by Josie Vitale
You know that thing that happens when you meet people for the first time and they find out you do Ironman? You start to see them do the mental gymnastics in their head, adding things up. They are searching for a clue that will help them to make sense of why, and more importantly how. (Something just doesn’t add up.)
First they ask you, “Do you have children?” — because clearly that would be impossible. The the questions go on: “Do you work?” — since you do endurance events, there’s no way you could have anything else going on. “Are you married?” — obviously you must be living a lonely isolated existence. “Are your kids in juvenile detention?” — you must be a really terrible mom if you are that focused on work and triathlon. The questions range from honestly interested to sarcastic and occasionally condescending, but they all serve the same function: they seek to make sense of what seems utterly impossible.
This conversation always gets pretty interesting for me, and I’m sure many of my Smash and Dimond sisters can relate. I’m married; I have two daughters—Gigi, 10, and Lulu, 8—I work 60-70 hours/week in a highly technical job; my husband works as an attorney as well; and, if all that weren’t enough, we also have a dog. To say my life is a juggling act would be an extreme understatement. I would actually describe it as a well-orchestrated shitshow.
Often I watch friends on Instagram post about waking up at 4-4:30 a.m. and grinding out an epic pre-dawn workout. And I think for a long time people assumed that was my life too, that I had somehow cracked the code of work/family/training balance and I was a mythical creature who figured out how to “have it all!” I posted carefully edited pictures of me looking awesome doing something epic and amazing, and hugging my kids at the finish line.
And then my dad got sick, really sick, brain cancer sick. Suddenly, my Instagram story got *real.* It was basically me and my mom crying; me struggling to get though my workouts; six-hour trainer rides in the basement while intermittently trying to work on my laptop, direct my kids on how to make themselves lunch, and running back and forth to the rehab hospital to help my mom and dad. It was a total mess, but it was life! Lots of people called me out: “You should take time off,” “I can’t believe you’re still training,” “You’re going away to camp!?”
Something else happened too, people started sending me direct messages from literally all over the world, telling me what they were going through and giving me a little love to help me out. My little Instagram story suddenly had a small cult following and I think in a way it made it OK to admit everything isn’t some Norman Rockwell painting for most of us.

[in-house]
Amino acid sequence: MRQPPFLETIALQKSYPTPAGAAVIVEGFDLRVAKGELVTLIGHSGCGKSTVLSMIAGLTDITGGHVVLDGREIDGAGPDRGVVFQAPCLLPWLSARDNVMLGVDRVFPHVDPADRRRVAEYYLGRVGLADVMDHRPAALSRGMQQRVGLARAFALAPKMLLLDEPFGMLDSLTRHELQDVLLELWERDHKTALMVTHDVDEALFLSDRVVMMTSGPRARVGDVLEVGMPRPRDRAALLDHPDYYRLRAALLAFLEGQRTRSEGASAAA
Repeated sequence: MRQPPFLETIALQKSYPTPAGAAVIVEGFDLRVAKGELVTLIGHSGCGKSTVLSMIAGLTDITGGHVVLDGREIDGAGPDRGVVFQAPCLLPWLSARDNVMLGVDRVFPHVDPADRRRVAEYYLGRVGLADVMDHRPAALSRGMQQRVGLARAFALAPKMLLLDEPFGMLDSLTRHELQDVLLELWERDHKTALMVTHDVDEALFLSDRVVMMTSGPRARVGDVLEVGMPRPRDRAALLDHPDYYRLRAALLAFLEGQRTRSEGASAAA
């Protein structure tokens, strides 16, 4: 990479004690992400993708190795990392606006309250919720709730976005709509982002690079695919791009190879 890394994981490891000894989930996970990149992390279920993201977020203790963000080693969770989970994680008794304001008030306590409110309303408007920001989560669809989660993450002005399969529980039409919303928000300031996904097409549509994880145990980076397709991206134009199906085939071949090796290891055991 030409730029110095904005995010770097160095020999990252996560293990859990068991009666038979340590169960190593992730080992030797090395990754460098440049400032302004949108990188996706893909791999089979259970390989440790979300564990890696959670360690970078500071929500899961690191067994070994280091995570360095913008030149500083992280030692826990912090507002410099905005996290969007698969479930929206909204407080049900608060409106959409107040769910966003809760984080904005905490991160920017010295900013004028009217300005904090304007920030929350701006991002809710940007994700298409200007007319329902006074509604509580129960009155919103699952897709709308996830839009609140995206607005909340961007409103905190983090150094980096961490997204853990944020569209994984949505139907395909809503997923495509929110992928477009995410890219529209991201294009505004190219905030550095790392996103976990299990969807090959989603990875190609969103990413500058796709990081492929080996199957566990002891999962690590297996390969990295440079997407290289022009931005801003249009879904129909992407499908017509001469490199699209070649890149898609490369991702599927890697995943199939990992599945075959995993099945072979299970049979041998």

I think the thing that gets most of us is the guilt. If you focus too much on career, then social gender norms tell you to feel guilty because you should only focus on family. (I call BS.) If you seem too focused on your own personal goals—in my case triathlon, then you must be a terrible mom or a selfish wife. (I call BS.) If you aren’t 24/7 hovering over you kids, then obviously you’re probably also a terrible mom and your kids will end up living under a bridge or, at the very least, not getting into a good enough college. (Again, total BS.)
So lets get to the heart of the matter! Here are my answers: My kids have basically been raised in endurance sports—marathons, ultra-marathons, triathlons, Ironman—and not only are they totally fine, I’d argue this adventurous life has made them better off. They look forward to our “Iron Road Trips” every summer; they get to go amazing places and meet really incredible people. We always find fun things for them to do along the way and it seems like every time we travel to an Ironman together we’re all doing something EPIC!
My Mother’s Day gift, then, to you is NO MORE GUILT. For any of us. If you are a baby mom, a dog mom, a cat mom, an empty nest mom, a mom whose baby is her career or anyone else out there who needs to hear it—even the dads out there, like my husband Dave, who step up and raise the kids while women like me are out trying to conquer the world. You see the secret to making the juggle work is to be emotionally flexible, mentally strong and check your guilt at the door.
Here are my three rules to endurance parenting:
If I’m keeping it real, we all know some of these workouts can get long…really long. One thing I’ve noticed is that if I can be flexible, and at times creative with my workouts, I can involve the girls. For example, occasionally on a six-hour training ride, I might go out on the road for three hours and then finish the remaining three hours on a trainer with the girls watching a movie. This past winter I got lonely in the basement, so I started to move my trainer around the house. One day Lulu wanted to bake (the kid is obsessed with The British Baking Show), so I moved my trainer to the kitchen and kept an eye on her to make sure she didn’t burn the house down.
Sometimes with long swims I’ll grab the girls and drive to a pool 30 minutes away that has a kid’s play area next to the lap lanes, so we get to swim together.